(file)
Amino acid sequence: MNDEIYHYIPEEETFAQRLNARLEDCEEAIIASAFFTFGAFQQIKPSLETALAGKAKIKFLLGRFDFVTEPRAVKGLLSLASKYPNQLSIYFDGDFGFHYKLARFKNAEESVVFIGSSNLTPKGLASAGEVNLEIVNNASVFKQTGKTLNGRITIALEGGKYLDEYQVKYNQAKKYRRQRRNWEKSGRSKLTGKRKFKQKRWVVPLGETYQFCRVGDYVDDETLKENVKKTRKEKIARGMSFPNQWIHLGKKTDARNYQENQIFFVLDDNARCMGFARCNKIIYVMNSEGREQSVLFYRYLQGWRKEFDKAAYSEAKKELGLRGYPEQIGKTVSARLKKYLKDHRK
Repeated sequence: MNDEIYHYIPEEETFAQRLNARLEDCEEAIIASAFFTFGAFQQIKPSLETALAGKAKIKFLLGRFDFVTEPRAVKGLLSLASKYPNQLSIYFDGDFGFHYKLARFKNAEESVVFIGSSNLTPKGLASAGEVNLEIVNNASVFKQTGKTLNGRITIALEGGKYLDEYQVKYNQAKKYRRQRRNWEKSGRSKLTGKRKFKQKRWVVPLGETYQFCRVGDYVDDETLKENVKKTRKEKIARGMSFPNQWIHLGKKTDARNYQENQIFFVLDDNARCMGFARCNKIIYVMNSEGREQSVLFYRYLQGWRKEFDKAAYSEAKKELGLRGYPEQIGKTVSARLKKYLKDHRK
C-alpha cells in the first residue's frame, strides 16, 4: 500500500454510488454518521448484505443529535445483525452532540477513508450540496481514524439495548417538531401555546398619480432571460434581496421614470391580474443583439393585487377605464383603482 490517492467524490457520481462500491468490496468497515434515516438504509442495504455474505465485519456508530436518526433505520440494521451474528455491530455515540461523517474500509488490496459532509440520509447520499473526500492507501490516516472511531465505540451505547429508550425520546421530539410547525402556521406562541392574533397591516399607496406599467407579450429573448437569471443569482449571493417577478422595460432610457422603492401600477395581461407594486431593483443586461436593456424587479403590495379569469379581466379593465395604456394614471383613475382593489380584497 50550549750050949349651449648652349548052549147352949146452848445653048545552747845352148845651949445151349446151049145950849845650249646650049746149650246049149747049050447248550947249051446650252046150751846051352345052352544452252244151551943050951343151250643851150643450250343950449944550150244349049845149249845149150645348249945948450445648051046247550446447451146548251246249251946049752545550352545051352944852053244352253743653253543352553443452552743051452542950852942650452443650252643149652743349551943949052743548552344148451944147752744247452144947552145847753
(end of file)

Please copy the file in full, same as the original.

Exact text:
Amino acid sequence: MNDEIYHYIPEEETFAQRLNARLEDCEEAIIASAFFTFGAFQQIKPSLETALAGKAKIKFLLGRFDFVTEPRAVKGLLSLASKYPNQLSIYFDGDFGFHYKLARFKNAEESVVFIGSSNLTPKGLASAGEVNLEIVNNASVFKQTGKTLNGRITIALEGGKYLDEYQVKYNQAKKYRRQRRNWEKSGRSKLTGKRKFKQKRWVVPLGETYQFCRVGDYVDDETLKENVKKTRKEKIARGMSFPNQWIHLGKKTDARNYQENQIFFVLDDNARCMGFARCNKIIYVMNSEGREQSVLFYRYLQGWRKEFDKAAYSEAKKELGLRGYPEQIGKTVSARLKKYLKDHRK
Repeated sequence: MNDEIYHYIPEEETFAQRLNARLEDCEEAIIASAFFTFGAFQQIKPSLETALAGKAKIKFLLGRFDFVTEPRAVKGLLSLASKYPNQLSIYFDGDFGFHYKLARFKNAEESVVFIGSSNLTPKGLASAGEVNLEIVNNASVFKQTGKTLNGRITIALEGGKYLDEYQVKYNQAKKYRRQRRNWEKSGRSKLTGKRKFKQKRWVVPLGETYQFCRVGDYVDDETLKENVKKTRKEKIARGMSFPNQWIHLGKKTDARNYQENQIFFVLDDNARCMGFARCNKIIYVMNSEGREQSVLFYRYLQGWRKEFDKAAYSEAKKELGLRGYPEQIGKTVSARLKKYLKDHRK
C-alpha cells in the first residue's frame, strides 16, 4: 500500500454510488454518521448484505443529535445483525452532540477513508450540496481514524439495548417538531401555546398619480432571460434581496421614470391580474443583439393585487377605464383603482 490517492467524490457520481462500491468490496468497515434515516438504509442495504455474505465485519456508530436518526433505520440494521451474528455491530455515540461523517474500509488490496459532509440520509447520499473526500492507501490516516472511531465505540451505547429508550425520546421530539410547525402556521406562541392574533397591516399607496406599467407579450429573448437569471443569482449571493417577478422595460432610457422603492401600477395581461407594486431593483443586461436593456424587479403590495379569469379581466379593465395604456394614471383613475382593489380584497 50550549750050949349651449648652349548052549147352949146452848445653048545552747845352148845651949445151349446151049145950849845650249646650049746149650246049149747049050447248550947249051446650252046150751846051352345052352544452252244151551943050951343151250643851150643450250343950449944550150244349049845149249845149150645348249945948450445648051046247550446447451146548251246249251946049752545550352545051352944852053244352253743653253543352553443452552743051452542950852942650452443650252643149652743349551943949052743548552344148451944147752744247452144947552145847753